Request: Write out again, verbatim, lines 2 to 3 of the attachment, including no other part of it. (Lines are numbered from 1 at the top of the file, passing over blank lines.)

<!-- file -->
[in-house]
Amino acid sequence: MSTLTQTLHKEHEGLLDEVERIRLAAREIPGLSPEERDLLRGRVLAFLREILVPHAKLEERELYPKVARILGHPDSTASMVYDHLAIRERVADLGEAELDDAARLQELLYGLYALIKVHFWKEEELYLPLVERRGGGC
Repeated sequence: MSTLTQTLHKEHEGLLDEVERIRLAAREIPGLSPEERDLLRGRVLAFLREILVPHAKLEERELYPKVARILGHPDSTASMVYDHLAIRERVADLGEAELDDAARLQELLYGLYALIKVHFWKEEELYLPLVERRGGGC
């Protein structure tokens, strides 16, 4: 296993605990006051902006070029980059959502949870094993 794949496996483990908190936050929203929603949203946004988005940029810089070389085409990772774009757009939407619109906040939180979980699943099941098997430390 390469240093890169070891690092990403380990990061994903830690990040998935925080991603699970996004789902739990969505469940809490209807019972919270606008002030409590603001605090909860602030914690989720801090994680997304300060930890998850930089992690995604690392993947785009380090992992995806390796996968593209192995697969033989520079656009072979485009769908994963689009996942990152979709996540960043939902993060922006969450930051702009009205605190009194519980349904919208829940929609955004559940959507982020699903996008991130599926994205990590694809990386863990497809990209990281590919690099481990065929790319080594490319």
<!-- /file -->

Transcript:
Amino acid sequence: MSTLTQTLHKEHEGLLDEVERIRLAAREIPGLSPEERDLLRGRVLAFLREILVPHAKLEERELYPKVARILGHPDSTASMVYDHLAIRERVADLGEAELDDAARLQELLYGLYALIKVHFWKEEELYLPLVERRGGGC
Repeated sequence: MSTLTQTLHKEHEGLLDEVERIRLAAREIPGLSPEERDLLRGRVLAFLREILVPHAKLEERELYPKVARILGHPDSTASMVYDHLAIRERVADLGEAELDDAARLQELLYGLYALIKVHFWKEEELYLPLVERRGGGC